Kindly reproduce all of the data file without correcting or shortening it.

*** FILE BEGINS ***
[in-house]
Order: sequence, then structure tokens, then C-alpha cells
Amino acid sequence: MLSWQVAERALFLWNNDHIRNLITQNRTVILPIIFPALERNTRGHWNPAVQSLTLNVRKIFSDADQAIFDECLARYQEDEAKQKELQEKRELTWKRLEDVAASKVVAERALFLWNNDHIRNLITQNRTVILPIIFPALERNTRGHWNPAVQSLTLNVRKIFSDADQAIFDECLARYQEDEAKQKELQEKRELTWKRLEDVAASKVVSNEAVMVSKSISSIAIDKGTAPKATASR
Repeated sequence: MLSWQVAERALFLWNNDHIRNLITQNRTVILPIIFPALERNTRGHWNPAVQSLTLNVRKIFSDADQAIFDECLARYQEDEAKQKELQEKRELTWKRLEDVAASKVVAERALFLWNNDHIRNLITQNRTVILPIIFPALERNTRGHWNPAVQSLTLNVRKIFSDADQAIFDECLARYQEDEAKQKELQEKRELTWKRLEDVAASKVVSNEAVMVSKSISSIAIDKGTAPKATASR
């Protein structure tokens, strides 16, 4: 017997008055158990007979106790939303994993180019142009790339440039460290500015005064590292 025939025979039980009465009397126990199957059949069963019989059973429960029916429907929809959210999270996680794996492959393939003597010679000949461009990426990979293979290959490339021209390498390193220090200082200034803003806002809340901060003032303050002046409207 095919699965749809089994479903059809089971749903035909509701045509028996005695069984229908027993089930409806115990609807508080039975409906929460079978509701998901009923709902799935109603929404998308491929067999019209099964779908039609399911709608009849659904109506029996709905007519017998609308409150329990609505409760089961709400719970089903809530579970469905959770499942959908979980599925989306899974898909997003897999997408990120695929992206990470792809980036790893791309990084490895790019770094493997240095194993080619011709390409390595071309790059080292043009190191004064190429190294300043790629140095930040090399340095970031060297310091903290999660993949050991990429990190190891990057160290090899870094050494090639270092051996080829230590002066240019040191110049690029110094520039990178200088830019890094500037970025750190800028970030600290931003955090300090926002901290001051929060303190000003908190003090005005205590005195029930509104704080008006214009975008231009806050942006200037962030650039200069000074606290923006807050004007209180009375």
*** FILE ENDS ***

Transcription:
[in-house]
Order: sequence, then structure tokens, then C-alpha cells
Amino acid sequence: MLSWQVAERALFLWNNDHIRNLITQNRTVILPIIFPALERNTRGHWNPAVQSLTLNVRKIFSDADQAIFDECLARYQEDEAKQKELQEKRELTWKRLEDVAASKVVAERALFLWNNDHIRNLITQNRTVILPIIFPALERNTRGHWNPAVQSLTLNVRKIFSDADQAIFDECLARYQEDEAKQKELQEKRELTWKRLEDVAASKVVSNEAVMVSKSISSIAIDKGTAPKATASR
Repeated sequence: MLSWQVAERALFLWNNDHIRNLITQNRTVILPIIFPALERNTRGHWNPAVQSLTLNVRKIFSDADQAIFDECLARYQEDEAKQKELQEKRELTWKRLEDVAASKVVAERALFLWNNDHIRNLITQNRTVILPIIFPALERNTRGHWNPAVQSLTLNVRKIFSDADQAIFDECLARYQEDEAKQKELQEKRELTWKRLEDVAASKVVSNEAVMVSKSISSIAIDKGTAPKATASR
């Protein structure tokens, strides 16, 4: 017997008055158990007979106790939303994993180019142009790339440039460290500015005064590292 025939025979039980009465009397126990199957059949069963019989059973429960029916429907929809959210999270996680794996492959393939003597010679000949461009990426990979293979290959490339021209390498390193220090200082200034803003806002809340901060003032303050002046409207 095919699965749809089994479903059809089971749903035909509701045509028996005695069984229908027993089930409806115990609807508080039975409906929460079978509701998901009923709902799935109603929404998308491929067999019209099964779908039609399911709608009849659904109506029996709905007519017998609308409150329990609505409760089961709400719970089903809530579970469905959770499942959908979980599925989306899974898909997003897999997408990120695929992206990470792809980036790893791309990084490895790019770094493997240095194993080619011709390409390595071309790059080292043009190191004064190429190294300043790629140095930040090399340095970031060297310091903290999660993949050991990429990190190891990057160290090899870094050494090639270092051996080829230590002066240019040191110049690029110094520039990178200088830019890094500037970025750190800028970030600290931003955090300090926002901290001051929060303190000003908190003090005005205590005195029930509104704080008006214009975008231009806050942006200037962030650039200069000074606290923006807050004007209180009375």